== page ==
But Expresses Concern Over Growing Provincial Debt
A News Release from the Greater Niagara Chamber of Commerce (GNCC)
Posted March 25th, 2021 on Niagara At Large
Niagara, Ontario – This March 24th, Minister (Peter) Bethlenfalvy delivered the Government of Ontario’s 2021 Budget. As widely expected, it contained significant investment in healthcare and funded the fight against the pandemic through testing and vaccination.
The budget also saw significant investment in the future of Ontario’s businesses. Those businesses have struggled under the pandemic and its fallout for over a year, with almost half indicating they cannot take on any additional debts, and a similar proportion reporting uncertainty as to whether they will even still be in business by the fall.
A second round of funding for the Ontario Small Business Grant will be welcomed by Ontario’s small enterprises.
The program, which offered a non-repayable grant of $10,000 to $20,000 for affected small businesses, was a welcome boost as reserves and loans ran dry. An additional grant will help nurse many hard-hit firms through the months to come before widespread vaccination allows the country to turn the corner.
“The small business grant made a big difference to businesses, and the 120,000 recipients really needed it. We were especially pleased to see it being made available to startups as well, which, along with seasonal businesses, had often fallen through the cracks of the federal programs,” said GNCC CEO Mishka Balsom.
Before the pandemic, over 12-and-a-half million visitors to the region injected almost $2 billion into our economy, supporting over 36,000 jobs. The pandemic brought tourism almost to a halt. Traffic from international destinations was down almost 90%.
Additional direct funding programs to help affected tourism and hospitality businesses will be very helpful to the Niagara firms who were dependent on that traffic, as will tax credits to encourage tourism in Ontario once it becomes safe.
“We had over 2,500 tourism businesses in Niagara before the pandemic,” said Balsom. “We know better times are coming – vaccination is happening, and there is pent-up demand for travel and entertainment. We welcome these efforts to bring our tourism industry over the finish line of this crisis.”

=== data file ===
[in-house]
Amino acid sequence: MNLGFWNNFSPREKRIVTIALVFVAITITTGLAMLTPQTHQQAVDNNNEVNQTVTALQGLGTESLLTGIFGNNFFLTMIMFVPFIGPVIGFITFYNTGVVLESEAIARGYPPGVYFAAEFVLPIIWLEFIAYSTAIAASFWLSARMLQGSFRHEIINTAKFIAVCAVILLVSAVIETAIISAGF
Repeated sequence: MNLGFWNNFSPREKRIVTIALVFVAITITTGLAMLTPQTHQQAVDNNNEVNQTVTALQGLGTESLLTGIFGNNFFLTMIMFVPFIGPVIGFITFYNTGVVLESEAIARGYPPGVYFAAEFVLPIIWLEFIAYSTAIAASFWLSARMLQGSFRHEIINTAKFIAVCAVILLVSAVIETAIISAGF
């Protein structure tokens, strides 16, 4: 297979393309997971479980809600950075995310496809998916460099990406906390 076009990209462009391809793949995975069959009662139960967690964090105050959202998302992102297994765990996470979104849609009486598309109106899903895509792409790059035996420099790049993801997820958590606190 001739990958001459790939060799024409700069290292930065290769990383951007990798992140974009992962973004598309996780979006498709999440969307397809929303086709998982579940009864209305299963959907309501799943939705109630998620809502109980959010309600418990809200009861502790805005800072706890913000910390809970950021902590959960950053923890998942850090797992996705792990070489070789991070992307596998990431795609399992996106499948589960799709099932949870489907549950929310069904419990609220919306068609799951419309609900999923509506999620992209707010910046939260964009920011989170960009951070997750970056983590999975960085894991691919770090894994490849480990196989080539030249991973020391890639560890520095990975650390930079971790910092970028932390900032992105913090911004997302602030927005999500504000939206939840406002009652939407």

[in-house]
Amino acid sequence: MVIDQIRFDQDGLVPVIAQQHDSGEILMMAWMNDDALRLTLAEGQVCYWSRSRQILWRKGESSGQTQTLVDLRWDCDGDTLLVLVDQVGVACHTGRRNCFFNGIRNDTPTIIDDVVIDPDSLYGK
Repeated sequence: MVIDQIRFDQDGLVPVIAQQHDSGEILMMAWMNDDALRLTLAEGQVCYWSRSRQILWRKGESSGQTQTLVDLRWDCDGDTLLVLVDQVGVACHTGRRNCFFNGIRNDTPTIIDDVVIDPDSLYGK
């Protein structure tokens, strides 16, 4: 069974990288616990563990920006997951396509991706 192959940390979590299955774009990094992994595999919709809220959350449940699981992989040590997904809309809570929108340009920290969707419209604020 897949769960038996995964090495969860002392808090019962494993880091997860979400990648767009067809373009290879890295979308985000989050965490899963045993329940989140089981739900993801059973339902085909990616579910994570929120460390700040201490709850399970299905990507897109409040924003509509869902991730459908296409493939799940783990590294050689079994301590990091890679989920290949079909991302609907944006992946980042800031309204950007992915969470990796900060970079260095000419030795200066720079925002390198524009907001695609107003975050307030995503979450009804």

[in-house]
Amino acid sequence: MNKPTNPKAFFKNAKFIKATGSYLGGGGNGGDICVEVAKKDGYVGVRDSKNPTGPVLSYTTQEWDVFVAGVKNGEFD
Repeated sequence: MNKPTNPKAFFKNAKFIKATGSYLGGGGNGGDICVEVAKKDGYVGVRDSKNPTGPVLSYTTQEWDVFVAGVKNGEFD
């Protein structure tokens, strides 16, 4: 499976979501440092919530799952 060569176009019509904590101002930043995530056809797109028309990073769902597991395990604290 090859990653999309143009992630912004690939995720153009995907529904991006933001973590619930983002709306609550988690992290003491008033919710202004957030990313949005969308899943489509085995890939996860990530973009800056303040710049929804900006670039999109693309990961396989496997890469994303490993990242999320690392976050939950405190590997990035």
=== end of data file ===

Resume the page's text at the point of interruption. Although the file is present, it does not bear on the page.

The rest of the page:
The pandemic also shone a spotlight on the uneven distribution of broadband access in Canada. As everyone moved online, regions without broadband, including many communities in Niagara, were at a distinct disadvantage. The investment into broadband development, and the goal to deliver broadband to every region in the province by mid-decade, will help those communities remain economically competitive.
However, this spending – delivered without significant tax increases or program cuts – obviously comes at a cost. That cost is continued deficits, which will be run until 2029-30. Net debt will reach $440 billion this year and will be fully 50% of provincial GDP by 2023-24.
If growth is slower than projected, paying down the debt may not begin for a full ten years.
Provincial debt began to accrue in significant amounts during the 1990s and is now fully a generation old. The current debt may not be paid off for another generation or more, meaning this is a problem we are effectively leaving to our children.
The choice between program cuts and tax increases is never an easy one, and neither represents a good outcome. Nevertheless, prolonging that choice only exacerbates the problem.
A new recession precipitated by a public debt crisis in ten years will not serve the interests of Ontario’s businesses or its people. A plan to tackle the mounting debt sooner would go some way to restoring the confidence in Ontario’s economy shaken by the pandemic.
The Greater Niagara Chamber of Commerce is the largest business organization in Niagara and the second-largest Chamber of Commerce in Ontario, with 1,500 members representing 50,000 employees. More information on the GNCC is available at gncc.ca<https://gncc.ca/>.
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